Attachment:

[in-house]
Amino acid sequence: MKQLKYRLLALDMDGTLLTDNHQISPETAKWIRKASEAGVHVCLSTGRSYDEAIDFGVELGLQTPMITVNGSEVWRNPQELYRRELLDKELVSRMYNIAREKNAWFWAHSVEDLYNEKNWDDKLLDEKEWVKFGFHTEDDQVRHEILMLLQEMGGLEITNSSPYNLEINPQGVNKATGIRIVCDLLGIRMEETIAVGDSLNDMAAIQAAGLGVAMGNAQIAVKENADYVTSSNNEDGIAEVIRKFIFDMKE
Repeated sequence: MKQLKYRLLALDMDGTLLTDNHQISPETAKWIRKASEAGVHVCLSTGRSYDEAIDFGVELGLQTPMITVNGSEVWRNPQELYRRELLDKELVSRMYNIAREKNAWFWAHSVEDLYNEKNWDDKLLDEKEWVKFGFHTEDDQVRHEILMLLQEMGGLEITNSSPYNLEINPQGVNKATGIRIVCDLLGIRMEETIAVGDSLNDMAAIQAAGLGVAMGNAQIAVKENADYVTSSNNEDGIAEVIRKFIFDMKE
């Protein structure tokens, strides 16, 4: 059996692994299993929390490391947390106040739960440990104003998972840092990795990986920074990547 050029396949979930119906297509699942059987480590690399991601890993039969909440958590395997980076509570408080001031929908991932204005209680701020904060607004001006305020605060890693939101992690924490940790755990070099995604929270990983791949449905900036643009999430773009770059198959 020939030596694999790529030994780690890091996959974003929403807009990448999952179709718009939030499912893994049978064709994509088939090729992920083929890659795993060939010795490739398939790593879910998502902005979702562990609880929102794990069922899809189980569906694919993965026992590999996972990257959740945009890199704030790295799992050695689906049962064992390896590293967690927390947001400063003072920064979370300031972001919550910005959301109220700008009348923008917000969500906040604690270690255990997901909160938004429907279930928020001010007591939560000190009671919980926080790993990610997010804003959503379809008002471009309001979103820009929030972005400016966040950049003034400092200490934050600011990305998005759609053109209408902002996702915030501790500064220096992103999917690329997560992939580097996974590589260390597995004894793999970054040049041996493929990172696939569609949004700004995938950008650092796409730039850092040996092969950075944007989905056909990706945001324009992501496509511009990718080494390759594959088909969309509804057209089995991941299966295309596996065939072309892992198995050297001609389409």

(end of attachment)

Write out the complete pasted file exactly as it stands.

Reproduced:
[in-house]
Amino acid sequence: MKQLKYRLLALDMDGTLLTDNHQISPETAKWIRKASEAGVHVCLSTGRSYDEAIDFGVELGLQTPMITVNGSEVWRNPQELYRRELLDKELVSRMYNIAREKNAWFWAHSVEDLYNEKNWDDKLLDEKEWVKFGFHTEDDQVRHEILMLLQEMGGLEITNSSPYNLEINPQGVNKATGIRIVCDLLGIRMEETIAVGDSLNDMAAIQAAGLGVAMGNAQIAVKENADYVTSSNNEDGIAEVIRKFIFDMKE
Repeated sequence: MKQLKYRLLALDMDGTLLTDNHQISPETAKWIRKASEAGVHVCLSTGRSYDEAIDFGVELGLQTPMITVNGSEVWRNPQELYRRELLDKELVSRMYNIAREKNAWFWAHSVEDLYNEKNWDDKLLDEKEWVKFGFHTEDDQVRHEILMLLQEMGGLEITNSSPYNLEINPQGVNKATGIRIVCDLLGIRMEETIAVGDSLNDMAAIQAAGLGVAMGNAQIAVKENADYVTSSNNEDGIAEVIRKFIFDMKE
């Protein structure tokens, strides 16, 4: 059996692994299993929390490391947390106040739960440990104003998972840092990795990986920074990547 050029396949979930119906297509699942059987480590690399991601890993039969909440958590395997980076509570408080001031929908991932204005209680701020904060607004001006305020605060890693939101992690924490940790755990070099995604929270990983791949449905900036643009999430773009770059198959 020939030596694999790529030994780690890091996959974003929403807009990448999952179709718009939030499912893994049978064709994509088939090729992920083929890659795993060939010795490739398939790593879910998502902005979702562990609880929102794990069922899809189980569906694919993965026992590999996972990257959740945009890199704030790295799992050695689906049962064992390896590293967690927390947001400063003072920064979370300031972001919550910005959301109220700008009348923008917000969500906040604690270690255990997901909160938004429907279930928020001010007591939560000190009671919980926080790993990610997010804003959503379809008002471009309001979103820009929030972005400016966040950049003034400092200490934050600011990305998005759609053109209408902002996702915030501790500064220096992103999917690329997560992939580097996974590589260390597995004894793999970054040049041996493929990172696939569609949004700004995938950008650092796409730039850092040996092969950075944007989905056909990706945001324009992501496509511009990718080494390759594959088909969309509804057209089995991941299966295309596996065939072309892992198995050297001609389409």